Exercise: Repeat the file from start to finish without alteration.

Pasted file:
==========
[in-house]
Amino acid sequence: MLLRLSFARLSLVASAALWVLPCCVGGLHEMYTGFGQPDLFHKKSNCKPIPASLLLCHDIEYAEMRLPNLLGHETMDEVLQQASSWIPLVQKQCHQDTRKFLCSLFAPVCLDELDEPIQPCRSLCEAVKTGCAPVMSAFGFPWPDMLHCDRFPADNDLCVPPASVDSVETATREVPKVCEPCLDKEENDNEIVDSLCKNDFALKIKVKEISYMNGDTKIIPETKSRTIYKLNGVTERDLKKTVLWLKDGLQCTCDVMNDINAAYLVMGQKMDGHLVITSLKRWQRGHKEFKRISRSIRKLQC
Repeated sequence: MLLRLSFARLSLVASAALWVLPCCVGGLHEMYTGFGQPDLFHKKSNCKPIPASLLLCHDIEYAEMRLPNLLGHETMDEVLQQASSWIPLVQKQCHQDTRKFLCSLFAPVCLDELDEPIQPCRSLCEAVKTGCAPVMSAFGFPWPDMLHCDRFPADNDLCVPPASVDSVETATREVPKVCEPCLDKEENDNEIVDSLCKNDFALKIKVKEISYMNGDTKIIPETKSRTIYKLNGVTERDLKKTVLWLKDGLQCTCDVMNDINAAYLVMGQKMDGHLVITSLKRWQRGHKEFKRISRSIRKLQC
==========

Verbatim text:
[in-house]
Amino acid sequence: MLLRLSFARLSLVASAALWVLPCCVGGLHEMYTGFGQPDLFHKKSNCKPIPASLLLCHDIEYAEMRLPNLLGHETMDEVLQQASSWIPLVQKQCHQDTRKFLCSLFAPVCLDELDEPIQPCRSLCEAVKTGCAPVMSAFGFPWPDMLHCDRFPADNDLCVPPASVDSVETATREVPKVCEPCLDKEENDNEIVDSLCKNDFALKIKVKEISYMNGDTKIIPETKSRTIYKLNGVTERDLKKTVLWLKDGLQCTCDVMNDINAAYLVMGQKMDGHLVITSLKRWQRGHKEFKRISRSIRKLQC
Repeated sequence: MLLRLSFARLSLVASAALWVLPCCVGGLHEMYTGFGQPDLFHKKSNCKPIPASLLLCHDIEYAEMRLPNLLGHETMDEVLQQASSWIPLVQKQCHQDTRKFLCSLFAPVCLDELDEPIQPCRSLCEAVKTGCAPVMSAFGFPWPDMLHCDRFPADNDLCVPPASVDSVETATREVPKVCEPCLDKEENDNEIVDSLCKNDFALKIKVKEISYMNGDTKIIPETKSRTIYKLNGVTERDLKKTVLWLKDGLQCTCDVMNDINAAYLVMGQKMDGHLVITSLKRWQRGHKEFKRISRSIRKLQC